3 Rights in Copyright Works
In the ordinary course of events the author is the first owner of copyright, but he or she may assign copyright to third parties. In the absence of any agreement to the contrary, which may be written or oral, express or implied,14 the first owner of copyright in any work created by an employee in the course their employment is the employer.15 The owner of copyright in a work has the exclusive right to:16
Copy the work.
Issue copies of the work to the public.
Rent or lend the work to the public.
Perform, show or play the work in public.
Communicate the work to the public.
Make an adaptation of the work or do any of the above in relation to an adaptation.
The owner of copyright may authorise third parties to undertake any of the above activities.
4 The Duration of Copyright
The duration of copyright protection in literary, dramatic, musical or artistic works is 70 years from the end of the calendar year in which the author dies.17
5 Infringement of Copyright
In an action for primary infringement of copyright, the copyright owner must prove, on the balance of probabilities:
The defendant carried out an activity exclusively reserved to the copyright owner.
The activity carried out by the defendant was derived from the copyright work.
The activity was carried out in relation to the work or a substantial part of the work.18
There must be a causal connection between the activity and the copyright work.19 Copyright does not protect copying where a work has been created independently, but copying a copy is sufficient.20 A striking similarity between the copyright work and the defendant’s work combined with evidence the defendant had the opportunity to make a copy may lead to the inference of copying in the absence of direct evidence. The onus then rests with the defendant to prove that the work was created independently.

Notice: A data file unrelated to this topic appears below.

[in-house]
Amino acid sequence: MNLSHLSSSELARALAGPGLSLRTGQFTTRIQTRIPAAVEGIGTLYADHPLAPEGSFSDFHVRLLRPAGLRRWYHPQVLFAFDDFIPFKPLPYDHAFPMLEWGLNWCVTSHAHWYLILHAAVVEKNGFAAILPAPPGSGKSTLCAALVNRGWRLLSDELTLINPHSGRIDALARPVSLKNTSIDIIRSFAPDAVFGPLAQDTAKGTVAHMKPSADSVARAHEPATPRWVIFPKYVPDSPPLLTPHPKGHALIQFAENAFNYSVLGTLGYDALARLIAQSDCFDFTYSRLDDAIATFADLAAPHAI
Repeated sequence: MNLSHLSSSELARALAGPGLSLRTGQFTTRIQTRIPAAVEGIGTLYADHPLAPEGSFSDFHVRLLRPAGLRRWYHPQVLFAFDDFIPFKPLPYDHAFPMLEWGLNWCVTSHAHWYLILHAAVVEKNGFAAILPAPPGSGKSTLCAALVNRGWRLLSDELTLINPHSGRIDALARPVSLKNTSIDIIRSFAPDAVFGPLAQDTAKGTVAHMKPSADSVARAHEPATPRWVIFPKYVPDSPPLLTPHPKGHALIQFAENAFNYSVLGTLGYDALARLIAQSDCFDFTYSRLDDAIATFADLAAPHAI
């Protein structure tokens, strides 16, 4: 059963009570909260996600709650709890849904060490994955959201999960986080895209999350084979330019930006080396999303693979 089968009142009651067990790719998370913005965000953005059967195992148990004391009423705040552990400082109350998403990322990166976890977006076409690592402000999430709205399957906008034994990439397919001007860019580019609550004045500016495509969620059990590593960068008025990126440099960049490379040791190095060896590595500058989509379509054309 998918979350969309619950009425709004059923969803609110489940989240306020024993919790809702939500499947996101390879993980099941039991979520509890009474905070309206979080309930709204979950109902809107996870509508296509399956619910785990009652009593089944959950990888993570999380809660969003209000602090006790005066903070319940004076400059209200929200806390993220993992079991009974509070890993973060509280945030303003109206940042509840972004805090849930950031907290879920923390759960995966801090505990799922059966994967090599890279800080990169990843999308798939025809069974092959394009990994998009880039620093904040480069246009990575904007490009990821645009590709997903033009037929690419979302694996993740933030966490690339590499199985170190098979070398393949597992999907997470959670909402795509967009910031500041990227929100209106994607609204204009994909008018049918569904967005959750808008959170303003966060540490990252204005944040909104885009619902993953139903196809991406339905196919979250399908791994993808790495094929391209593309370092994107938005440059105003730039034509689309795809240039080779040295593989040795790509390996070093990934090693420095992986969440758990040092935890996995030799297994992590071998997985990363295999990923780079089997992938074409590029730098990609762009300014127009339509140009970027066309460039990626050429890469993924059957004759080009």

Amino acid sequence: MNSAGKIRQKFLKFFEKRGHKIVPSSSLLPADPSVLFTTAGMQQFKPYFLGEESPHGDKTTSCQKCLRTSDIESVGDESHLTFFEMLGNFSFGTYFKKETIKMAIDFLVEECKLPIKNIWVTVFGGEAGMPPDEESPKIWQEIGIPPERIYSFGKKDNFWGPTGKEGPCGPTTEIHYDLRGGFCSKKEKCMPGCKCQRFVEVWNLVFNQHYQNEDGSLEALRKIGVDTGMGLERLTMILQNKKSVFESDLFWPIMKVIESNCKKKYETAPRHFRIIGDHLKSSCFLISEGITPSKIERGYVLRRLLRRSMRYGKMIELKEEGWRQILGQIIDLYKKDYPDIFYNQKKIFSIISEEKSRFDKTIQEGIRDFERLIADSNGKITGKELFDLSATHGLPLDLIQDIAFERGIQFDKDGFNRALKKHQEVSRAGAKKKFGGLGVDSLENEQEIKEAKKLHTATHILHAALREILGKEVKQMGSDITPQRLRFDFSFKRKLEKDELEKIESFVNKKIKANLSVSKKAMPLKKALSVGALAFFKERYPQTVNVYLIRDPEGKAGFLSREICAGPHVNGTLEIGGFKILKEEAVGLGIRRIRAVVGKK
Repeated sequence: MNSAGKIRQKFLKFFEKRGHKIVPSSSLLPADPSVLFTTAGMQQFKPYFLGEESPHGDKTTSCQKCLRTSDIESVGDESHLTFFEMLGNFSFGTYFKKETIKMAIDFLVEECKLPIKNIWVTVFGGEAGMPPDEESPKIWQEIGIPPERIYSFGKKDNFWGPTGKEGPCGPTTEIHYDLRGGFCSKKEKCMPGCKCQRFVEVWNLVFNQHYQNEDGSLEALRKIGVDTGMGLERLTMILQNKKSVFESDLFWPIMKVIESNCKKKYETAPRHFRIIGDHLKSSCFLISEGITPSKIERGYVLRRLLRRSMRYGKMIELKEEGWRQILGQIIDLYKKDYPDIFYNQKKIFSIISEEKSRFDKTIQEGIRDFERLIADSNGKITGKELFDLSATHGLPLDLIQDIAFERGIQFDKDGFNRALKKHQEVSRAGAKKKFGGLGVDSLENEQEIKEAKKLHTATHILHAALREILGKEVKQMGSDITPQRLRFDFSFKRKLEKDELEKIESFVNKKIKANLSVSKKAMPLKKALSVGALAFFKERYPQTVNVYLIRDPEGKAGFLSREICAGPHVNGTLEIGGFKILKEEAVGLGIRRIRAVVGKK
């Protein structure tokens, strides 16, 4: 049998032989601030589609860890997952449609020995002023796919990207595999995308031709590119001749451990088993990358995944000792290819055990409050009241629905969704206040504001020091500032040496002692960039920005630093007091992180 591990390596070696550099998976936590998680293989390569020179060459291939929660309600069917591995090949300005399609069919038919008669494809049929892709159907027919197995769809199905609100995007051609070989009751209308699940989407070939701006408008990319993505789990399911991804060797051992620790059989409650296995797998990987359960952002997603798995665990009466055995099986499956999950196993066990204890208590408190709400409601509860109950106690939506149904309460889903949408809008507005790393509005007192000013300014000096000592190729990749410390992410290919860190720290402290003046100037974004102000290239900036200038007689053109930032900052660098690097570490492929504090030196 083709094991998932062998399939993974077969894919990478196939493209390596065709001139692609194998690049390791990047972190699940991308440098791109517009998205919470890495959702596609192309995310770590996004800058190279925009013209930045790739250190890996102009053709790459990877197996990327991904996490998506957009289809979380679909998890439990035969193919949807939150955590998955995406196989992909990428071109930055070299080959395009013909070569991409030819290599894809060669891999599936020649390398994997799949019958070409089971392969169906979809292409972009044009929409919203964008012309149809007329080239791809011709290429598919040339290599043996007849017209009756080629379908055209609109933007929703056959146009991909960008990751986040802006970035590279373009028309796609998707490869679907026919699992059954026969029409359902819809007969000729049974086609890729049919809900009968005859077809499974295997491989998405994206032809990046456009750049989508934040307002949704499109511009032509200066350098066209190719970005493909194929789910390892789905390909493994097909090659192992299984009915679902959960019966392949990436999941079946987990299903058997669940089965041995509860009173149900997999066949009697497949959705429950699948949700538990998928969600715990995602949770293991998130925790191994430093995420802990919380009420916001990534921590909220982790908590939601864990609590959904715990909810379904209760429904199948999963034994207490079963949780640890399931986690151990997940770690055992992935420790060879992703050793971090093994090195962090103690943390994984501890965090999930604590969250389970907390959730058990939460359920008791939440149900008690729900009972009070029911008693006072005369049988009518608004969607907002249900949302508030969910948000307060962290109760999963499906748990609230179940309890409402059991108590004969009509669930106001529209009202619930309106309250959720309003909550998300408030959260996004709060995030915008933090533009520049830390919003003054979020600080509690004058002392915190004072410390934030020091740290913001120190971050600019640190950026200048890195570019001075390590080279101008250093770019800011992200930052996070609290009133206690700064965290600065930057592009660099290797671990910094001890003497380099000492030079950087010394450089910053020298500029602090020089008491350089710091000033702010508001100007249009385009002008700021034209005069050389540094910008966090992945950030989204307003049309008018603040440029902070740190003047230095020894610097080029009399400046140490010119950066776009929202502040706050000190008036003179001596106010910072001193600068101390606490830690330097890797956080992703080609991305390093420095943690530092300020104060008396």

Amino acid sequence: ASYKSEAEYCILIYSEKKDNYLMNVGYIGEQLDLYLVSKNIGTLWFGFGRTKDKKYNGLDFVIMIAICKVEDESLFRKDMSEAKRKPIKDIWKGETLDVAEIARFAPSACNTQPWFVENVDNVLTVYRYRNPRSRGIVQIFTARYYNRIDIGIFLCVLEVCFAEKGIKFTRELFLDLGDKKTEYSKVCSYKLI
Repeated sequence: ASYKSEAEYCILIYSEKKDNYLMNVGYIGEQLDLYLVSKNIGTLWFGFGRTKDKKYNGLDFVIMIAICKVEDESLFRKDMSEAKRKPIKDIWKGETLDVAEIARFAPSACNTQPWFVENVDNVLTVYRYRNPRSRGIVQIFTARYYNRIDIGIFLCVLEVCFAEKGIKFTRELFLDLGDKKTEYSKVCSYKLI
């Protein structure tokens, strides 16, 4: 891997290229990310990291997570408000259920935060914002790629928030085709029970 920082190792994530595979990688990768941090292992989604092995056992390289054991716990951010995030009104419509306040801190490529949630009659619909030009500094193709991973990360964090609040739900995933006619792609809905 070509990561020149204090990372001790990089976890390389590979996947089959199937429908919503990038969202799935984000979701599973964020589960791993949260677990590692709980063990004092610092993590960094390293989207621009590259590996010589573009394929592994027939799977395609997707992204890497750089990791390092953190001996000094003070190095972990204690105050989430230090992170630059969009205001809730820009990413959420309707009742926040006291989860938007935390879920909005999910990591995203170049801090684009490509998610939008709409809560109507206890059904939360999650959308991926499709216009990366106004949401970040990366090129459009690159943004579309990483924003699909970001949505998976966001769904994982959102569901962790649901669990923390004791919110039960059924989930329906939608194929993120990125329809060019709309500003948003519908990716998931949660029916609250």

Secondary infringement of copyright is committed by any person who deals with infringing copies, for example, selling or distributing such copies which they know or have reason to believe are infringing copies.21
What is or is not a substantial part is assessed on the basis of quality rather than quantity. The question is therefore whether the level of skill and effort invested in producing the relevant part of the work is substantial rather than whether the relevant part constitutes a substantial portion of the whole work.
6 Defences in an Action for Breach of Copyright
The 1988 Act makes provision for a range of permitted acts on which a defendant, in legal proceedings for infringement of copyright, may rely. These permitted acts only come into play when it has been established that there has been an infringement of copyright, at which point the onus rests on the defendant to show that it was a permitted act. The main ones are highlighted below.
2.1 Fair Dealing
A person will not be found liable for infringement of copyright where they can demonstrate fair dealing for the purposes of:
Research for a non-commercial purpose or private study.22
Criticism or review.23
Reporting current events.24
In this context, ‘dealing’ means simply that use has been made of a copyright protected work. Fair dealing is permitted only for a purpose specified in the 1988 Act, although these have been liberally construed by the courts. Furthermore, the dealing must be fair and in making this assessment a number of factors are to be taken into account, the weight of each being entirely dependent on the circumstances of a particular case:
Whether the work has been published.
How the work was obtained.
The amount of work taken and copied.
The use made of the work.
The motives behind the dealing.
The consequences of the dealing.
Whether the purpose of the dealing could have been achieved by other means.
In some situations (criticism, review or news reporting, for example) the dealing must provide ‘sufficient acknowledgement’ of both the work and its author, not the copyright owner where different.
2.2 Incidental Inclusion